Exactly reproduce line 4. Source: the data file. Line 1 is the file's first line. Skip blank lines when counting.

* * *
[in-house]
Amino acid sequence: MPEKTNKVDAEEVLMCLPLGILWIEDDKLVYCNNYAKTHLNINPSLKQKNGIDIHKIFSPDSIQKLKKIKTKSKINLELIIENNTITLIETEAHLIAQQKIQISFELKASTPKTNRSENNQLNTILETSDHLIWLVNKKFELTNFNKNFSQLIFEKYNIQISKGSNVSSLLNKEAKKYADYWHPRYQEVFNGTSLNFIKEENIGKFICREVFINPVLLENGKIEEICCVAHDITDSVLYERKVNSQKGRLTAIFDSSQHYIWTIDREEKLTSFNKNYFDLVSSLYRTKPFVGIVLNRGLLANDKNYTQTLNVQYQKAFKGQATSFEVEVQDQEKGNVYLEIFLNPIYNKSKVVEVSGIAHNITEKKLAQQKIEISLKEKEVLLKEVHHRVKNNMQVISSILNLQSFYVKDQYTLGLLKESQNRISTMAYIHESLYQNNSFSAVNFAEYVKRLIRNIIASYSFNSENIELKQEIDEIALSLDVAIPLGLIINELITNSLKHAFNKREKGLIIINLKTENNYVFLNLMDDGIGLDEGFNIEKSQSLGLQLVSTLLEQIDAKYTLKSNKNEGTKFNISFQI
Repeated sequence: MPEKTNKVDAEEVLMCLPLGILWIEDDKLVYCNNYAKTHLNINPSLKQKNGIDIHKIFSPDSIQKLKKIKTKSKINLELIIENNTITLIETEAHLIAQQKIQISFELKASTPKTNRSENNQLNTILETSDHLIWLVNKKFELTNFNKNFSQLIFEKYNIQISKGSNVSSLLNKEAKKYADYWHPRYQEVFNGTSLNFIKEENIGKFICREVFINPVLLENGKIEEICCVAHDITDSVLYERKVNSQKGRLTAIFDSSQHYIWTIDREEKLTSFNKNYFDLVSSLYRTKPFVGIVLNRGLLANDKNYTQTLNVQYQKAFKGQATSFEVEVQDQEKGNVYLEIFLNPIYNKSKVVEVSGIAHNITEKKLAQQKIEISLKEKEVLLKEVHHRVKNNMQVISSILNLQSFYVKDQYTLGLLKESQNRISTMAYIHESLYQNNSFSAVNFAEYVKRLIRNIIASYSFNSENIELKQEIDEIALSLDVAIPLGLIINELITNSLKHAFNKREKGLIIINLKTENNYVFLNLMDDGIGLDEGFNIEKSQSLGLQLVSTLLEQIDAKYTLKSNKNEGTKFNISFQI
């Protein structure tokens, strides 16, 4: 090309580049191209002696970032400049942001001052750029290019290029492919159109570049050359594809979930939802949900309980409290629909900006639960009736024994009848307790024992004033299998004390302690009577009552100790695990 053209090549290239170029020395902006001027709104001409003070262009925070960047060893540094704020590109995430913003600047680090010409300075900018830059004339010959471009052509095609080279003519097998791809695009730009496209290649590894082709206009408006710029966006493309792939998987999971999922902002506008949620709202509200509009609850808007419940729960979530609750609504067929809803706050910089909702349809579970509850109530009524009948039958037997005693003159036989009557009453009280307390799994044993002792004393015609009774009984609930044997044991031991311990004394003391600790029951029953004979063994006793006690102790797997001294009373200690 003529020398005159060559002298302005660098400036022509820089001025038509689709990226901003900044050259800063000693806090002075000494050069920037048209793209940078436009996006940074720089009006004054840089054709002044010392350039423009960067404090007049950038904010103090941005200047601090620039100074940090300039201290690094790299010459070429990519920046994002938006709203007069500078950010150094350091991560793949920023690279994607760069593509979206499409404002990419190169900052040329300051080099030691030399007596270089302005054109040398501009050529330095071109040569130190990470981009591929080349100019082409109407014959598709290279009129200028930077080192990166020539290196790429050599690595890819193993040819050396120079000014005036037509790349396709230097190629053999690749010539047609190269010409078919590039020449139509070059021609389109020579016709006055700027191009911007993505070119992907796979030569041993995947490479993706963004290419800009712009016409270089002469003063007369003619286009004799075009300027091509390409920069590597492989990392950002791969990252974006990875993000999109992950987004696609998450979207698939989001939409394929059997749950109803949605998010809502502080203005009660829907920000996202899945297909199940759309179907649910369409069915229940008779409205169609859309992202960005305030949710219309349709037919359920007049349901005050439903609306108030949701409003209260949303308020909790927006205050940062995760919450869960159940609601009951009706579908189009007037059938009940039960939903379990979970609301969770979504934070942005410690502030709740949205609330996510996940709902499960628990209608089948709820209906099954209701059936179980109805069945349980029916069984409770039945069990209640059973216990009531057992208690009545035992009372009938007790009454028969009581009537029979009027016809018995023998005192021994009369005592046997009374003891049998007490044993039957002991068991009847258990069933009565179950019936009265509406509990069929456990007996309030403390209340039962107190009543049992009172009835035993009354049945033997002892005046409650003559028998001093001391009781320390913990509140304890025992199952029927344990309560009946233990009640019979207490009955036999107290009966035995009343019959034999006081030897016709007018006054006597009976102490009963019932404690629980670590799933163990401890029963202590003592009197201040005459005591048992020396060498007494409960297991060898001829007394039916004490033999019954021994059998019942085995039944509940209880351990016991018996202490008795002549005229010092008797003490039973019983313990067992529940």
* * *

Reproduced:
């Protein structure tokens, strides 16, 4: 090309580049191209002696970032400049942001001052750029290019290029492919159109570049050359594809979930939802949900309980409290629909900006639960009736024994009848307790024992004033299998004390302690009577009552100790695990 053209090549290239170029020395902006001027709104001409003070262009925070960047060893540094704020590109995430913003600047680090010409300075900018830059004339010959471009052509095609080279003519097998791809695009730009496209290649590894082709206009408006710029966006493309792939998987999971999922902002506008949620709202509200509009609850808007419940729960979530609750609504067929809803706050910089909702349809579970509850109530009524009948039958037997005693003159036989009557009453009280307390799994044993002792004393015609009774009984609930044997044991031991311990004394003391600790029951029953004979063994006793006690102790797997001294009373200690 003529020398005159060559002298302005660098400036022509820089001025038509689709990226901003900044050259800063000693806090002075000494050069920037048209793209940078436009996006940074720089009006004054840089054709002044010392350039423009960067404090007049950038904010103090941005200047601090620039100074940090300039201290690094790299010459070429990519920046994002938006709203007069500078950010150094350091991560793949920023690279994607760069593509979206499409404002990419190169900052040329300051080099030691030399007596270089302005054109040398501009050529330095071109040569130190990470981009591929080349100019082409109407014959598709290279009129200028930077080192990166020539290196790429050599690595890819193993040819050396120079000014005036037509790349396709230097190629053999690749010539047609190269010409078919590039020449139509070059021609389109020579016709006055700027191009911007993505070119992907796979030569041993995947490479993706963004290419800009712009016409270089002469003063007369003619286009004799075009300027091509390409920069590597492989990392950002791969990252974006990875993000999109992950987004696609998450979207698939989001939409394929059997749950109803949605998010809502502080203005009660829907920000996202899945297909199940759309179907649910369409069915229940008779409205169609859309992202960005305030949710219309349709037919359920007049349901005050439903609306108030949701409003209260949303308020909790927006205050940062995760919450869960159940609601009951009706579908189009007037059938009940039960939903379990979970609301969770979504934070942005410690502030709740949205609330996510996940709902499960628990209608089948709820209906099954209701059936179980109805069945349980029916069984409770039945069990209640059973216990009531057992208690009545035992009372009938007790009454028969009581009537029979009027016809018995023998005192021994009369005592046997009374003891049998007490044993039957002991068991009847258990069933009565179950019936009265509406509990069929456990007996309030403390209340039962107190009543049992009172009835035993009354049945033997002892005046409650003559028998001093001391009781320390913990509140304890025992199952029927344990309560009946233990009640019979207490009955036999107290009966035995009343019959034999006081030897016709007018006054006597009976102490009963019932404690629980670590799933163990401890029963202590003592009197201040005459005591048992020396060498007494409960297991060898001829007394039916004490033999019954021994059998019942085995039944509940209880351990016991018996202490008795002549005229010092008797003490039973019983313990067992529940």